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Report on Kujusan (Japan) — July 1996

Bulletin of the Global Volcanism Network, vol. 21, no. 7 (July 1996)
Managing Editor: Richard Wunderman.

Kujusan (Japan) No ashfall despite seismic increases

Please cite this report as:

Global Volcanism Program, 1996. Report on Kujusan (Japan). In: Wunderman, R. (ed.), Bulletin of the Global Volcanism Network, 21:7. Smithsonian Institution. https://doi.org/10.5479/si.GVP.BGVN199607-282120.

Volcano Profile |  Complete Bulletin


Kujusan

Japan

33.086°N, 131.249°E; summit elev. 1791 m

All times are local (unless otherwise noted)


During June and July, high seismicity around Kuju was recorded. Some of the daily earthquake totals were as follows: 20-30 (18, 26, and 27 June); 39 (3 July); and 31 (15 July). Overall there were 212 events in June and 279 in July. During June and July no ashfall was seen and plume height typically remained lower than 400 m.

Geologic Background. Kujusan is a complex of stratovolcanoes and lava domes lying NE of Aso caldera in north-central Kyushu. The group consists of 16 andesitic lava domes, five andesitic stratovolcanoes, and one basaltic cone. Activity dates back about 150,000 years. Six major andesitic-to-dacitic tephra deposits, many associated with the growth of lava domes, have been recorded during the Holocene. Eruptive activity has migrated systematically eastward during the past 5000 years. The latest magmatic activity occurred about 1600 years ago, when Kurodake lava dome at the E end of the complex was formed. The first reports of historical eruptions were in the 17th and 18th centuries, when phreatic or hydrothermal activity occurred. There are also many hot springs and hydrothermal fields. A fumarole on Hosho lava dome was the site of a sulfur mine for at least 500 years. Two geothermal power plants are in operation at Kuju.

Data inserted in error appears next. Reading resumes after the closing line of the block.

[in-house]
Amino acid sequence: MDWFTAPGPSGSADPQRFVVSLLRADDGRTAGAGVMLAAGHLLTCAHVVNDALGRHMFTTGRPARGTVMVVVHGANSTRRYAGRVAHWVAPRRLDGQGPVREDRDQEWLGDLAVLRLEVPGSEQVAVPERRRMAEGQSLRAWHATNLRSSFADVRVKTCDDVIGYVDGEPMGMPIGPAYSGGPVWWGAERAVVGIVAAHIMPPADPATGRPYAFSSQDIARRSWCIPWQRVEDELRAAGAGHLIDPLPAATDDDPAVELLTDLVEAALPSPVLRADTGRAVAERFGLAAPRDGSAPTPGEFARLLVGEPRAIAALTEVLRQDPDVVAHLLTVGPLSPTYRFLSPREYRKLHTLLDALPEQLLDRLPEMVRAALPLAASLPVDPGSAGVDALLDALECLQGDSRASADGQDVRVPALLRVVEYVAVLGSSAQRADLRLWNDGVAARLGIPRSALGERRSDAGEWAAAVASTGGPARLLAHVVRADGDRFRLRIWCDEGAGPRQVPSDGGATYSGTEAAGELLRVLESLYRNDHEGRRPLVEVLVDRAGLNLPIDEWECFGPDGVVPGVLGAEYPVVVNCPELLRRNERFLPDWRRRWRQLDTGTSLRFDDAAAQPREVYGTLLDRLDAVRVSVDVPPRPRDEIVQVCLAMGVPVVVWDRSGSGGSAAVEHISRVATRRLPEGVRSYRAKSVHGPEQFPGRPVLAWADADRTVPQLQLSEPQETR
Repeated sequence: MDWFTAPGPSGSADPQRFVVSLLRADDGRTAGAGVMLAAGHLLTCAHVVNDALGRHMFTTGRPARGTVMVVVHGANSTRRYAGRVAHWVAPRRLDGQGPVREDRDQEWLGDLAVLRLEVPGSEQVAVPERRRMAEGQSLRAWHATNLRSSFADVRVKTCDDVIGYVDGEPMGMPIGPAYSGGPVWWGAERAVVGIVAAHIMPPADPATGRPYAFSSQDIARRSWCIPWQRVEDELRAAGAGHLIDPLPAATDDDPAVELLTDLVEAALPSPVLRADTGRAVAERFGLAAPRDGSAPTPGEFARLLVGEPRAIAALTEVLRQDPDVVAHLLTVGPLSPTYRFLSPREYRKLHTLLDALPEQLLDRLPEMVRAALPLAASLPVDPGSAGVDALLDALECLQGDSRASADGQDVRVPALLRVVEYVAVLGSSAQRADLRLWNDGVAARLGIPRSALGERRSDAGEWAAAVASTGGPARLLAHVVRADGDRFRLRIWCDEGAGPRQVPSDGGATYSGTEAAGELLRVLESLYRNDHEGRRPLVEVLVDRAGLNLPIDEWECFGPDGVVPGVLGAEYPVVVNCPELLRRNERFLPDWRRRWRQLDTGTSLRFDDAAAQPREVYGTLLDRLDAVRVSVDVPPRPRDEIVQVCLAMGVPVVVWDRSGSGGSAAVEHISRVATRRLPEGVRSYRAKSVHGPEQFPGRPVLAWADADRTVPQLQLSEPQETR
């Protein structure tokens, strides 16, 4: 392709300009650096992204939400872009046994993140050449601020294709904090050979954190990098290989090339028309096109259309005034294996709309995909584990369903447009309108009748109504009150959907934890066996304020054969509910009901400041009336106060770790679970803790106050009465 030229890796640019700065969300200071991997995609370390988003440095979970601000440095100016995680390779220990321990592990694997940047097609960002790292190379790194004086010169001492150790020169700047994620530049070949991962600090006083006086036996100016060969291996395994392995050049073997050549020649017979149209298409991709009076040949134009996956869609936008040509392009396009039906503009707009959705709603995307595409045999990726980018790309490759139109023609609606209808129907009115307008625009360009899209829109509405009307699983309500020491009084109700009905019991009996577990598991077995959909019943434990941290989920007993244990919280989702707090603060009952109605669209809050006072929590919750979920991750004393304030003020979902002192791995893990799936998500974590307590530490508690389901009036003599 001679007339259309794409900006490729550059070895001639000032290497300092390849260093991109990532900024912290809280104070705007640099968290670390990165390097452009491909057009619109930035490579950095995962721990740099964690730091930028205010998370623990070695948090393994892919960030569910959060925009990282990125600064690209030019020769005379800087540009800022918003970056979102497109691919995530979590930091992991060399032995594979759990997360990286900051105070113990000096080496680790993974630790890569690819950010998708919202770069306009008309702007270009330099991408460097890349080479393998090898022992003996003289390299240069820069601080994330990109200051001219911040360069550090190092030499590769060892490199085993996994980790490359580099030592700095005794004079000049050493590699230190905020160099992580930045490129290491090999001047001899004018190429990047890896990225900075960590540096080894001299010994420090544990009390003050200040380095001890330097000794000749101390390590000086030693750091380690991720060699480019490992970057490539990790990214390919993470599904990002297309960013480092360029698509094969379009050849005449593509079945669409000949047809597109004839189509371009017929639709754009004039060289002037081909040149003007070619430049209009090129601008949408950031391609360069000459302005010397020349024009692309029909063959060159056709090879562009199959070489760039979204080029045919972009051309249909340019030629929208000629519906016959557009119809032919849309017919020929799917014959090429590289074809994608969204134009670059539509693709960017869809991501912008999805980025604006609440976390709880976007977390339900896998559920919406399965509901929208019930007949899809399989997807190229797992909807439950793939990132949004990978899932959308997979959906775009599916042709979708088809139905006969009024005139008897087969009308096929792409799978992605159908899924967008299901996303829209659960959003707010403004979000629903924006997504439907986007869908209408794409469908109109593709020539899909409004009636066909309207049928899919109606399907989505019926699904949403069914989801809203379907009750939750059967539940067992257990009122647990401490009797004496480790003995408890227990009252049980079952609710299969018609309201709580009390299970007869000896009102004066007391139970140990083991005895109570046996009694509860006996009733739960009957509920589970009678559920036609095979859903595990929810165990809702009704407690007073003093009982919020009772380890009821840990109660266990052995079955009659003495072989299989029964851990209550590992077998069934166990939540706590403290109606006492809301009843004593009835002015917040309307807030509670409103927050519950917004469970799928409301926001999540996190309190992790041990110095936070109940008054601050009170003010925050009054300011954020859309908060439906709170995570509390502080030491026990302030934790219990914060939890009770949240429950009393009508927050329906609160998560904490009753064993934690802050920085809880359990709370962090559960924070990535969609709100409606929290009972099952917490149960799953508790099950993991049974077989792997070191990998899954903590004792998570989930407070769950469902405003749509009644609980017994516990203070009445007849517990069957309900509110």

Information Contacts: Volcanological Division, Japan Meteorological Agency, 1-3-4 Ote-machi, Chiyoda-ku, Tokyo 100, Japan